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Not being a very long distance hiker (usually 6-10 days), I still find
the best thing about being out on the trail is the escape from "real life"
(and who is to say which is "real"!), the great fun of meeting other hikers
and the chance to think while walking and enjoying being out in nature.
As well as the challenge in putting one foot in front of the other. I'd
like to think this is what the folks who really began the process of forging
the AT had in mind. I have nothing against folks who really want to challenge
themselves by trying to run 2200 miles, but do they have to do it on the AT?
I mean, in some places it's pretty narrow and to have someone come flying by
would be unnerving to me.
I guess a polite runner would be tolerated, but acceptance seems a stretch, since
for many of us, the whole point is to enjoy being where you are and experiencingthat to the max, rather than running past it just to set a record.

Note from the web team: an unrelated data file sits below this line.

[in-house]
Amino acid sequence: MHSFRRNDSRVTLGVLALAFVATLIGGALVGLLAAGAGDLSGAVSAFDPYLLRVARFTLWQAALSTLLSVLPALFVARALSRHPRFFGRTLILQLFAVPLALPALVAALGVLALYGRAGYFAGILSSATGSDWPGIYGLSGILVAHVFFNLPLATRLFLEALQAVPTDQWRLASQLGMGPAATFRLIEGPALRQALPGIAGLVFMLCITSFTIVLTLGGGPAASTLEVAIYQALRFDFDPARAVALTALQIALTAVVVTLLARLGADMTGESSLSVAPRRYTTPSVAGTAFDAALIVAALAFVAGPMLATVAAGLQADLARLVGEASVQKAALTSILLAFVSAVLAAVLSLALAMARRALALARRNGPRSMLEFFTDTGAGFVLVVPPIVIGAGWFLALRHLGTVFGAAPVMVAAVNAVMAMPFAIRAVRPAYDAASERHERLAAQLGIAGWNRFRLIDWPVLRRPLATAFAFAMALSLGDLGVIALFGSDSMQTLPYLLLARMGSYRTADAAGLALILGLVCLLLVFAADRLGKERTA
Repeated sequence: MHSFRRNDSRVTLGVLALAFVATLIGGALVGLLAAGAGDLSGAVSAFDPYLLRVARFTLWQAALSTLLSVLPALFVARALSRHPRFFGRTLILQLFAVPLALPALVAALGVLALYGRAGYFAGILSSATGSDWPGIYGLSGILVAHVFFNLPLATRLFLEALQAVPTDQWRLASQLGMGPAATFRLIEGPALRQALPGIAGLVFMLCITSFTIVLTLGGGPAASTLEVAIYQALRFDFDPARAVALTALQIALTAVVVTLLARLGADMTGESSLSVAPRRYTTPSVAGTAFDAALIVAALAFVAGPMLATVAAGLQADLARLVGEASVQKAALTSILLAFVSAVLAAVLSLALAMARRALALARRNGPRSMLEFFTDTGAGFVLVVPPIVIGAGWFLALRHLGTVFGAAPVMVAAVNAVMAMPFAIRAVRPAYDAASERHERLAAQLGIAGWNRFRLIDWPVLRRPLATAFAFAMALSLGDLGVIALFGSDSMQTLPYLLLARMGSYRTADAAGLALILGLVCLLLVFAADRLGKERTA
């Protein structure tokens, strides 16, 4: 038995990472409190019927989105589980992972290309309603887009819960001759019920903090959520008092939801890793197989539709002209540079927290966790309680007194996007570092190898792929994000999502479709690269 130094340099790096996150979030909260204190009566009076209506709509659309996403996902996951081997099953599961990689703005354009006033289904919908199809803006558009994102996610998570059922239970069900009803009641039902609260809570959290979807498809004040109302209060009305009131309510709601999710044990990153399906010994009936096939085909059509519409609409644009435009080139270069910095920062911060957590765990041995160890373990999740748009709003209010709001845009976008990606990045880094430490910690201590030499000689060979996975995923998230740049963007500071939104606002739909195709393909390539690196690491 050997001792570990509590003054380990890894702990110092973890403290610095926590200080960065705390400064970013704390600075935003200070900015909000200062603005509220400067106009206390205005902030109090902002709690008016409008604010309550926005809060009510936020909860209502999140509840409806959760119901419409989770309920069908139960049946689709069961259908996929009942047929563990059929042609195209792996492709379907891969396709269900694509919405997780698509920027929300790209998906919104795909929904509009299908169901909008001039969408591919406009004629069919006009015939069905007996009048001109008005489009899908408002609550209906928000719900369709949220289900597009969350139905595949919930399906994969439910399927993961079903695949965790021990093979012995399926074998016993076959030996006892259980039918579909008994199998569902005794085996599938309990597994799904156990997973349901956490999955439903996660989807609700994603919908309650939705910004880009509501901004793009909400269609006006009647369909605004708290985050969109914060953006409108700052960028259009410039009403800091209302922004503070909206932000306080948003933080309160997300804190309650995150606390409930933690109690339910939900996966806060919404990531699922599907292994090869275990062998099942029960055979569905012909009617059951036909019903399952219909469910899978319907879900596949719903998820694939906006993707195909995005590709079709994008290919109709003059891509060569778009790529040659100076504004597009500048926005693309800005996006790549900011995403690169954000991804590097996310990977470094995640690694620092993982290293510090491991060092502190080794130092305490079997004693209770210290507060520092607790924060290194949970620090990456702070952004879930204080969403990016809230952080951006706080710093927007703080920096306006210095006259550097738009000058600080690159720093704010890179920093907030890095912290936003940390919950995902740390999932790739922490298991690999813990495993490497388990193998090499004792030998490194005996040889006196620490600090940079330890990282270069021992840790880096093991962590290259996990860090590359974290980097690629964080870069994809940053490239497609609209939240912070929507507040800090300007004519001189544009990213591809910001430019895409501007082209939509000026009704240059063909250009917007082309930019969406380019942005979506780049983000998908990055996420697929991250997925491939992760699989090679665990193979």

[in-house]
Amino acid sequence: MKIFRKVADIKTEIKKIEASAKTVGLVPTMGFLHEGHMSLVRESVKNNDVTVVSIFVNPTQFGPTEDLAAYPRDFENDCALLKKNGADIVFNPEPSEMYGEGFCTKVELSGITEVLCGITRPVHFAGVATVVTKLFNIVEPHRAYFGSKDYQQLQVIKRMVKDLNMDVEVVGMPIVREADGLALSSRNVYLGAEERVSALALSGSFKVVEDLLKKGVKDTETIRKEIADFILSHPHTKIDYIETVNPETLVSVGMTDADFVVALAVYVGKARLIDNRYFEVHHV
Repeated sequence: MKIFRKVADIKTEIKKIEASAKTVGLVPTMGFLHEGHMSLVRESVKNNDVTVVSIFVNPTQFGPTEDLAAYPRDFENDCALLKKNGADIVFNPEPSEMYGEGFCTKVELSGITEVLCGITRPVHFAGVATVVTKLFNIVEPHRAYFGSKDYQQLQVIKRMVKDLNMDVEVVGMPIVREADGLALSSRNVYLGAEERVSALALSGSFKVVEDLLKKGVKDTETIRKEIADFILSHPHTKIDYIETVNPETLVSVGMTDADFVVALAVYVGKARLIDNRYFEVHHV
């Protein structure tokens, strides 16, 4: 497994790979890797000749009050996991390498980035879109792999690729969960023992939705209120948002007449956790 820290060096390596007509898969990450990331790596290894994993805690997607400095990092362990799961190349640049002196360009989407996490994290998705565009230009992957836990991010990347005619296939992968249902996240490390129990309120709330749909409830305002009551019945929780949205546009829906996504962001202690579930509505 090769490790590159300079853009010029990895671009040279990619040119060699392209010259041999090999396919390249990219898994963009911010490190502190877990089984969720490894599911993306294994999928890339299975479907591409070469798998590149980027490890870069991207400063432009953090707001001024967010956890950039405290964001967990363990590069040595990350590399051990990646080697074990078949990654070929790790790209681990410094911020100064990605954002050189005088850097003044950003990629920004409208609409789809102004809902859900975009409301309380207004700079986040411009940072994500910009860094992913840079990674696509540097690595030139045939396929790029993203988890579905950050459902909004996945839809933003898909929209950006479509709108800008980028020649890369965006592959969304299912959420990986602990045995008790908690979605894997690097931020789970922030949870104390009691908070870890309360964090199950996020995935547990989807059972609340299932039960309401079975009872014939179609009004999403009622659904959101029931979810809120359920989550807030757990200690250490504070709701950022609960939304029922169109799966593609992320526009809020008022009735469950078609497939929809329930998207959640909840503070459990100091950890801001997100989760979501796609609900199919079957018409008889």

Plus I would hate to think that sponsorship (I think he is sponsored by some
body, right??) and publicity would bring more extreme runners out. Can anyoue
else see the "Budweiser Appalachian Trail IronMan Challenge 2000 - (get those
hikers out of the way!!)" with music by John Tesh giving the background and
cheering crowds at Katahdin?? Whew... got a little carried away with that
image. But aren't the wild boars enough to have charging up the trail??
Just my opinion, Howie. It's just two totally different mindsets that
probably won't find much common ground.